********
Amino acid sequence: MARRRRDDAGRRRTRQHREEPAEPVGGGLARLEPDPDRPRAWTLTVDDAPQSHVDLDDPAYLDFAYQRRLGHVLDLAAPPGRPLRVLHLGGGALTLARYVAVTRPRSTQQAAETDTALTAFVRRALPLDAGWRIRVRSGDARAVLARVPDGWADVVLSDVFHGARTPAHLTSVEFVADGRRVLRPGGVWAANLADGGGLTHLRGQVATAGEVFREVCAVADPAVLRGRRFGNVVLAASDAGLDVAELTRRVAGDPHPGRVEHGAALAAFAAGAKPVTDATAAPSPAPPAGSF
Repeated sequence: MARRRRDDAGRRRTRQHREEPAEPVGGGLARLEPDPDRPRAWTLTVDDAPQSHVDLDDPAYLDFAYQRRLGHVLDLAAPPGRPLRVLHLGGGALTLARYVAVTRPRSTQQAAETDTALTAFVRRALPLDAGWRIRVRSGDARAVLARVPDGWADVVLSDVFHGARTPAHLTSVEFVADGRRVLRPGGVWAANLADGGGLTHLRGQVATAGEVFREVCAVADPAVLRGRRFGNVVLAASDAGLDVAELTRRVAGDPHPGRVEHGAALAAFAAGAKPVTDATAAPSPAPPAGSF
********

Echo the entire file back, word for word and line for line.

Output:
Amino acid sequence: MARRRRDDAGRRRTRQHREEPAEPVGGGLARLEPDPDRPRAWTLTVDDAPQSHVDLDDPAYLDFAYQRRLGHVLDLAAPPGRPLRVLHLGGGALTLARYVAVTRPRSTQQAAETDTALTAFVRRALPLDAGWRIRVRSGDARAVLARVPDGWADVVLSDVFHGARTPAHLTSVEFVADGRRVLRPGGVWAANLADGGGLTHLRGQVATAGEVFREVCAVADPAVLRGRRFGNVVLAASDAGLDVAELTRRVAGDPHPGRVEHGAALAAFAAGAKPVTDATAAPSPAPPAGSF
Repeated sequence: MARRRRDDAGRRRTRQHREEPAEPVGGGLARLEPDPDRPRAWTLTVDDAPQSHVDLDDPAYLDFAYQRRLGHVLDLAAPPGRPLRVLHLGGGALTLARYVAVTRPRSTQQAAETDTALTAFVRRALPLDAGWRIRVRSGDARAVLARVPDGWADVVLSDVFHGARTPAHLTSVEFVADGRRVLRPGGVWAANLADGGGLTHLRGQVATAGEVFREVCAVADPAVLRGRRFGNVVLAASDAGLDVAELTRRVAGDPHPGRVEHGAALAAFAAGAKPVTDATAAPSPAPPAGSF